The increase also represents the 11th consecutive quarter of growth, the report said.
Darren Lehrich, an analyst at Deutsche Bank, said in a note to clients that the senior housing sector last week outperformed the S&P 500 (2.5% vs. 1.1%).
He added that the publicly traded senior living industry has gotten a boost from positive housing data—which have shown increases in new home prices and new home sales and which generally serve as a good indicator for senior housing trends.
The housing recovery has lifted shares of major players in the senior-care space.
At the closing bell Tuesday, Brookdale Senior Living, Brentwood, Tenn., had edged up nearly 12% since Jan. 2; Emeritus Corp., Seattle, 9%; and Capital Senior Living, Dallas, 11.4%.
At National Healthcare Corp., Murfreesboro, Tenn., occupancy rates have declined from a high of 92% to a still-healthy 90%-91% because of Medicaid reductions, spokesman Gerald Coggin said.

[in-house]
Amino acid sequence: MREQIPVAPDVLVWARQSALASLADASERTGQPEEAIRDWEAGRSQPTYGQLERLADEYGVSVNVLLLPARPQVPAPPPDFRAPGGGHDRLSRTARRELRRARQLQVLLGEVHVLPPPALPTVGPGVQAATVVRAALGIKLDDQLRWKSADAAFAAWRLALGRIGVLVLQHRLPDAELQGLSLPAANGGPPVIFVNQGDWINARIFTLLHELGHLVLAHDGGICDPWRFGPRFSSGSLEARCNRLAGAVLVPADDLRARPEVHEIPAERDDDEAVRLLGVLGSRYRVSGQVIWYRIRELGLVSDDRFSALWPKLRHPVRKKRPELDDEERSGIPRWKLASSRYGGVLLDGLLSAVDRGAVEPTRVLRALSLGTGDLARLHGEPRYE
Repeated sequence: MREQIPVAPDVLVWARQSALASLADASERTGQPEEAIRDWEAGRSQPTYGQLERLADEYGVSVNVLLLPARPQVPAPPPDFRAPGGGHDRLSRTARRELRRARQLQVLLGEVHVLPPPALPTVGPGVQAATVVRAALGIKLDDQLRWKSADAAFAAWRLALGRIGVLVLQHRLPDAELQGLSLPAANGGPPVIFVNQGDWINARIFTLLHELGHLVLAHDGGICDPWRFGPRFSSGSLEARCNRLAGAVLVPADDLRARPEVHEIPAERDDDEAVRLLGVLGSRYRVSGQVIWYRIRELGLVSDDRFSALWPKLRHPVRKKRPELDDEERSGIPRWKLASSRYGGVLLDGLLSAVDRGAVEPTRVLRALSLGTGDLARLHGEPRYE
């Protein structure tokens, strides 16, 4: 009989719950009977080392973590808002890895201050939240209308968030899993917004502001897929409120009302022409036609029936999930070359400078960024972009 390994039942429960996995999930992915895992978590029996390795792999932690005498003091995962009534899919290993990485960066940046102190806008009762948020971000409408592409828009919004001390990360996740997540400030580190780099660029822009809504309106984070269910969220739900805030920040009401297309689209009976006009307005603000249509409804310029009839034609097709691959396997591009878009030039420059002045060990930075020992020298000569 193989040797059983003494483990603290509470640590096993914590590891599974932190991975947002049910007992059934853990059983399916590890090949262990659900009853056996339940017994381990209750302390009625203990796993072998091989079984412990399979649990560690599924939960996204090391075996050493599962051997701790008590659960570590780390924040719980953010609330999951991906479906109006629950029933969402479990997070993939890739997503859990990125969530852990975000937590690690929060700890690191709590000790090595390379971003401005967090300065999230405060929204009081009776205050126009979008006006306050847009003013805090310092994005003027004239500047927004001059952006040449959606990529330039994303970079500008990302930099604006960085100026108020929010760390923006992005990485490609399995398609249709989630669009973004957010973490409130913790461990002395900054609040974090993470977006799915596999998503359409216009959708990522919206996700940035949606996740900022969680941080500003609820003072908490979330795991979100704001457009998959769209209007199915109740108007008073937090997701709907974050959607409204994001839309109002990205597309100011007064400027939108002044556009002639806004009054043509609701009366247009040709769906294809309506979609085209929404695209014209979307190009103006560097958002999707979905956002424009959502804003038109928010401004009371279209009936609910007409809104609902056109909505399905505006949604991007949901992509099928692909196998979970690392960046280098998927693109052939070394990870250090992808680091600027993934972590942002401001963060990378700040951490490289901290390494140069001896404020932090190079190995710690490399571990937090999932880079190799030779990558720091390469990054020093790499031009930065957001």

Speaking at a newly renovated facility in Franklin, Tenn., Coggin noted that the company continues to build assisted-living centers and has seen a move toward smaller facilities that offer more services, including short-term rehabilitation and memory-care programs.
The National Investment Center report also found that annual asking rent increased 2.2%, the same increase as the previous quarter, but still outperformed core inflation. Meanwhile, inventory grew only 1.2%, representing a slowdown compared to last quarter and fourth quarter of last year, when inventory increased 1.3%. Construction has also slowed in the industry, according to the report.